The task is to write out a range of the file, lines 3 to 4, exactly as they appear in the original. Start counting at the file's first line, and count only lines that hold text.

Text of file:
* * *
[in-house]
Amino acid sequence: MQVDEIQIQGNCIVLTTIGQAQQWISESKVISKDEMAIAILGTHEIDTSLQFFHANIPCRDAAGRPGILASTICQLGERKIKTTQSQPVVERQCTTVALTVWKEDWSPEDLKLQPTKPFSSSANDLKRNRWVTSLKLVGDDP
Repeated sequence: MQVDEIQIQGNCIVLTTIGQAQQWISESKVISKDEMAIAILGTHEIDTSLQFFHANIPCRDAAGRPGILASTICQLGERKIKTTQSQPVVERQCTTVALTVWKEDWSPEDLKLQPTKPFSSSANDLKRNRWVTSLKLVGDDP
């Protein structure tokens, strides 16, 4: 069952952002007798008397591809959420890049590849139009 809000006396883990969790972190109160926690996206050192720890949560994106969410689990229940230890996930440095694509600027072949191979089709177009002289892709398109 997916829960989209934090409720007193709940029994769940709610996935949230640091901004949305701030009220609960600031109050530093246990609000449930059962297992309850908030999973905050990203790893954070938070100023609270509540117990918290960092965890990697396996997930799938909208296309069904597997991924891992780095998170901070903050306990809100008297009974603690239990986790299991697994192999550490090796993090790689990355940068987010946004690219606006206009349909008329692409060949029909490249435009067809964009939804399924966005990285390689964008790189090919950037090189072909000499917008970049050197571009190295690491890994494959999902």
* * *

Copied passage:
Repeated sequence: MQVDEIQIQGNCIVLTTIGQAQQWISESKVISKDEMAIAILGTHEIDTSLQFFHANIPCRDAAGRPGILASTICQLGERKIKTTQSQPVVERQCTTVALTVWKEDWSPEDLKLQPTKPFSSSANDLKRNRWVTSLKLVGDDP
């Protein structure tokens, strides 16, 4: 069952952002007798008397591809959420890049590849139009 809000006396883990969790972190109160926690996206050192720890949560994106969410689990229940230890996930440095694509600027072949191979089709177009002289892709398109 997916829960989209934090409720007193709940029994769940709610996935949230640091901004949305701030009220609960600031109050530093246990609000449930059962297992309850908030999973905050990203790893954070938070100023609270509540117990918290960092965890990697396996997930799938909208296309069904597997991924891992780095998170901070903050306990809100008297009974603690239990986790299991697994192999550490090796993090790689990355940068987010946004690219606006206009349909008329692409060949029909490249435009067809964009939804399924966005990285390689964008790189090919950037090189072909000499917008970049050197571009190295690491890994494959999902």